In professional nursing, we don’t always like the patients that we take care of. It sounds harsh, but let’s be honest. The caveat to that statement is that we don’t have to like them. We do, however, have to provide the best possible patient care that we can, while maintaining an appropriate level of professionalism and compassion.
People in general can be difficult to deal with, and with sick people who are frightened, this quality can intensify. In addition, medications and conditions such as confusion can also make our patients behave in a way that we don’t understand. Some of our patients are just demanding and never seem to be satisfied with anything that we do for them. Sometimes we may want to curse the person who invented the call light. Instead, we need to focus on mechanisms that we can use to help effectively handle a difficult patient.
From a patient care and satisfaction perspective, we should consider the following:
Remember what position the patient is in. He’s sick. He’s uncomfortable. He’s frustrated. He’s frightened. He may feel that he isn’t getting enough attention from caregivers or that people aren’t listening to his concerns. It’s not his choice to be a patient. It is our choice to be a nurse.
Don’t just hear what the patient says, listen to him. Let him know that you are listening by maintaining eye contact. It’s been said that approximately 80% of our communication is nonverbal. Don’t stand with arms crossed, don’t look at your watch as if you have someplace else more important to be, etc. Also, watch for the patient’s nonverbal cues. Taking these steps will help to establish a level of trust and enhance the effectiveness of our nurse and patient communication.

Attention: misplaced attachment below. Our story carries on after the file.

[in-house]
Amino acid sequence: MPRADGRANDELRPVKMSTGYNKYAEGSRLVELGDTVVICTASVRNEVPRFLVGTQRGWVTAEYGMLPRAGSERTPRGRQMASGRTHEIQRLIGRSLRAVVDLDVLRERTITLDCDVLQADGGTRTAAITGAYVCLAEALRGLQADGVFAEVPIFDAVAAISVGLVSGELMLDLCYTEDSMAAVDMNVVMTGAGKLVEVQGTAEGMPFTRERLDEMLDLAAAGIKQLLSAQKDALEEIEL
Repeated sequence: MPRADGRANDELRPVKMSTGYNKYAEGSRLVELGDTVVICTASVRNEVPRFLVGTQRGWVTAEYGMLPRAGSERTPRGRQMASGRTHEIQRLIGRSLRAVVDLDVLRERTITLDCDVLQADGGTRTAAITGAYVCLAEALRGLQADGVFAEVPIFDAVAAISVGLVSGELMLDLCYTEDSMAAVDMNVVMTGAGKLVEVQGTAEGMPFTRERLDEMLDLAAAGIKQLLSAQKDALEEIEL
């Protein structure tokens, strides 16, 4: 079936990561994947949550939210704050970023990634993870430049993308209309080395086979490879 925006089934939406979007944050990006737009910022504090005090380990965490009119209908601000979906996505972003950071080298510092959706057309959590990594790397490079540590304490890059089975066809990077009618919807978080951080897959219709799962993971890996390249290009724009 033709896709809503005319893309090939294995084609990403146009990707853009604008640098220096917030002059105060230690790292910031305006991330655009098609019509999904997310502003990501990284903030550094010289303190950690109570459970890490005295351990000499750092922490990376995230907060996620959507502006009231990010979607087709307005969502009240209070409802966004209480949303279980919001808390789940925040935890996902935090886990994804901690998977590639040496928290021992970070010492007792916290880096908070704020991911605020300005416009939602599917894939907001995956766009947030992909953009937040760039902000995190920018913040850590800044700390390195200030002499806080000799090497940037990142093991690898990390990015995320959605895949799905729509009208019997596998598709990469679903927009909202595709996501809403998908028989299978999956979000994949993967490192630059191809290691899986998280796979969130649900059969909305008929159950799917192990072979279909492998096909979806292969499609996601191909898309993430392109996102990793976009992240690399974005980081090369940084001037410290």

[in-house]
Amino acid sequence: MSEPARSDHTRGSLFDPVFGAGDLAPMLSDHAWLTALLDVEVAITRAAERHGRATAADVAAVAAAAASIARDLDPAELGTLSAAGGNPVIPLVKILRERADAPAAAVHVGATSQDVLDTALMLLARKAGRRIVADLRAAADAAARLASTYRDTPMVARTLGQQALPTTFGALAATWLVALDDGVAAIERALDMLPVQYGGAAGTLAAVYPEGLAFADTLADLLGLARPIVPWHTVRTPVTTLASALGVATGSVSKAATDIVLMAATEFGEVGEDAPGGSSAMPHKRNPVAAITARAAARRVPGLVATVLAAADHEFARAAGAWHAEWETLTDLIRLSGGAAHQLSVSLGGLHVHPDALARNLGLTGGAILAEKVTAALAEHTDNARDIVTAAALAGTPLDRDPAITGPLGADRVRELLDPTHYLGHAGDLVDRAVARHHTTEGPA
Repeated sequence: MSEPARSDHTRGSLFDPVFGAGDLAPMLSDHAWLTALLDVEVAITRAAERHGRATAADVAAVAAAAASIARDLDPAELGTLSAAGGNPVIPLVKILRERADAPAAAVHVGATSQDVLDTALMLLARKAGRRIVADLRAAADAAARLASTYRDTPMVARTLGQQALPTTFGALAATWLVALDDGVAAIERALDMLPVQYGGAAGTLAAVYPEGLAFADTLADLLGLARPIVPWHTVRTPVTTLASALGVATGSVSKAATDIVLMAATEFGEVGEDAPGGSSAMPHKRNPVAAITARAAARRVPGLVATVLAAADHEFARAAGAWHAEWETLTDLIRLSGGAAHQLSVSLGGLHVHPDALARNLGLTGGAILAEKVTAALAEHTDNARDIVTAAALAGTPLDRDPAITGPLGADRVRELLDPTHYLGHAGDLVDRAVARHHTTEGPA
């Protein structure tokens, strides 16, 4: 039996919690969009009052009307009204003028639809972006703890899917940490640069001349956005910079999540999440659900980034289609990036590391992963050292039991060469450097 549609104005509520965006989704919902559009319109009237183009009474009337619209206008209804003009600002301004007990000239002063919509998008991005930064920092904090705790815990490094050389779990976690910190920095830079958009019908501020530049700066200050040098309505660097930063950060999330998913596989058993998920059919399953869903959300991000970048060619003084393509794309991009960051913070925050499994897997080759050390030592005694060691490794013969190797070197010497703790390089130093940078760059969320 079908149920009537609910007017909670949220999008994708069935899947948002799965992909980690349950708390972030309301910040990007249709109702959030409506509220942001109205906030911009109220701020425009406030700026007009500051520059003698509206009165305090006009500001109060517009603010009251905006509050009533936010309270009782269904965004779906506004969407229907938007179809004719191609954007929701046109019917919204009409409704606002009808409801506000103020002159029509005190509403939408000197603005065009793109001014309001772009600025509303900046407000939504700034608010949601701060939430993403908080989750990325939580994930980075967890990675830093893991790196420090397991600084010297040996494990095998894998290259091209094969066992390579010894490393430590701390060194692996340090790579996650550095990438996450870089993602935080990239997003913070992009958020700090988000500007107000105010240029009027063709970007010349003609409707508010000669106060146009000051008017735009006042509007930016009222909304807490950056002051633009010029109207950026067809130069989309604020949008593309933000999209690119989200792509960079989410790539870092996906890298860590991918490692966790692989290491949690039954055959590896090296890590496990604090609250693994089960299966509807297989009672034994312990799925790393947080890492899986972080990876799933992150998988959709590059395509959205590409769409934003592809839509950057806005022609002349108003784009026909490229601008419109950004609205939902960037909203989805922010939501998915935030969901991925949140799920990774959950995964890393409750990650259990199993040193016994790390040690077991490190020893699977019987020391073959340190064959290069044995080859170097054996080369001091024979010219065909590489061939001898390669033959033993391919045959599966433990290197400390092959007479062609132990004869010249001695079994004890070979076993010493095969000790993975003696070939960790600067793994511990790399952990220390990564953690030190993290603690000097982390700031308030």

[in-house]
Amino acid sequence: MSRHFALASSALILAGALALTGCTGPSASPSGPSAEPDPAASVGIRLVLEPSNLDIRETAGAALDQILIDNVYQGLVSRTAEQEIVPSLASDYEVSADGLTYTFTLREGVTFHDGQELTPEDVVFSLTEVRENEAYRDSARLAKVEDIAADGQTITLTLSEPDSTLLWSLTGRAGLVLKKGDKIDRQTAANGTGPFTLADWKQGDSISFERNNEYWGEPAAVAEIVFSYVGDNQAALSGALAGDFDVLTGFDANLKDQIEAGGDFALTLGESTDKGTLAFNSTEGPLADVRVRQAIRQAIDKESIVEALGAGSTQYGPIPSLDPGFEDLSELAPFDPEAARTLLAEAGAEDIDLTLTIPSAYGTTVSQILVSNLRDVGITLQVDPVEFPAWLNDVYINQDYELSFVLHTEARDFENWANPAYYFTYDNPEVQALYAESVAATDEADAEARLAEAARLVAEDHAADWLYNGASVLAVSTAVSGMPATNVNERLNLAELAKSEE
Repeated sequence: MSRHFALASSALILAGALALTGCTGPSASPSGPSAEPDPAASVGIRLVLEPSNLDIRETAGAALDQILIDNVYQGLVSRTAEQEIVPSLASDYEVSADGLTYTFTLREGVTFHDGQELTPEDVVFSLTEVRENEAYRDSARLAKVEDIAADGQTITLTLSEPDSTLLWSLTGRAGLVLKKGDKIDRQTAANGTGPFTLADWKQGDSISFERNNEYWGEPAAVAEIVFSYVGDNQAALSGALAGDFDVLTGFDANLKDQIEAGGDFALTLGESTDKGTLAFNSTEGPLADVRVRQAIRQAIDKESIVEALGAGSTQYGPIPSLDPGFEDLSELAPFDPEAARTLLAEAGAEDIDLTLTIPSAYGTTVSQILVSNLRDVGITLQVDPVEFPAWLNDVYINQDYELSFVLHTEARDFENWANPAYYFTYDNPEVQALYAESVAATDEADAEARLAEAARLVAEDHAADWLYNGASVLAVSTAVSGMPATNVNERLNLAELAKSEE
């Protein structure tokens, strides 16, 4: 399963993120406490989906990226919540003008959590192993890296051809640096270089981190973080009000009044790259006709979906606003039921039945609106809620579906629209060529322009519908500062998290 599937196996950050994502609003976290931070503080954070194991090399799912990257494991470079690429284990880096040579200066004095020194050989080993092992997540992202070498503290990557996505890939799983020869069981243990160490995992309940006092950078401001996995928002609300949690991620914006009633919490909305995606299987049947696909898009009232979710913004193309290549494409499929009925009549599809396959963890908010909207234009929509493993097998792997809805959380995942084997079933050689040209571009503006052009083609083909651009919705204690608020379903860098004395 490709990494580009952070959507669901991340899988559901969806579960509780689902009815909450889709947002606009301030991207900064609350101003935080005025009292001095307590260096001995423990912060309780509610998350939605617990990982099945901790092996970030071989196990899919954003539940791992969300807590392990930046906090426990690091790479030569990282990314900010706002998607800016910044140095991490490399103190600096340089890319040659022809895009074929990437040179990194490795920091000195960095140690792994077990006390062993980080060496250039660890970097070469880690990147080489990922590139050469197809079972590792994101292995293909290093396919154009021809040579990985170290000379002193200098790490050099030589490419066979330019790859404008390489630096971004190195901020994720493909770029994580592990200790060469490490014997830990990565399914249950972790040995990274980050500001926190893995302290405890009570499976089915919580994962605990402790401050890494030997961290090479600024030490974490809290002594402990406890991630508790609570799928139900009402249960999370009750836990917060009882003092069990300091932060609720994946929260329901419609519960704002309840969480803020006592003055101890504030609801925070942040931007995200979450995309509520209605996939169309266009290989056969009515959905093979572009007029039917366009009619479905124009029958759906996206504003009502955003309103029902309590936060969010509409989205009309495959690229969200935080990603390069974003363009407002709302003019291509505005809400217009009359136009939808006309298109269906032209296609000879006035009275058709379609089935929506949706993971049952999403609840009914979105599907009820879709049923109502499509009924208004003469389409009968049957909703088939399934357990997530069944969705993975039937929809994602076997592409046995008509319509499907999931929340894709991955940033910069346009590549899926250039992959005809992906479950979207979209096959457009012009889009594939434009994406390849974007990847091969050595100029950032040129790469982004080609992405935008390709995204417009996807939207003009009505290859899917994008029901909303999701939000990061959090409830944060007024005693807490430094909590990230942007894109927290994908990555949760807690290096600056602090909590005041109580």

Be nice. Be caring. Keep your promises. Remember that our role as nurses is not only to provide safe care, but also to provide information, support, and reassurance to our patients. We made a commitment to do these things when we chose nursing.
From a risk management perspective, some other steps are also important:
Adequately document any relevant events. If an adverse event occurs, document it in the appropriate part of the patient record or on an incident report per facility policy. In the event of litigation involving the patient, good objective documentation can increase the chances of a positive outcome for the nurse.
Pay attention if a patient threatens to sue you, the facility, the physician, etc. While in many cases these are only threats, you never know for certain. Inform your nursing supervisor and risk manager that the patient has made this statement, so that steps can be taken to resolve any issues that the patient may have, thereby potentially avoiding litigation. If a patient tells you that they have previously sued a health care provider, pay even closer attention.
Seek the assistance of your supervisor or other appropriate person if you are caring for a patient who makes you feel uncomfortable, either physically or emotionally. There are times when a change in patient assignment is a reasonable step to take.
In professional nursing, do you frequently deal with difficult patients? Leave us a comment sharing how you handle them!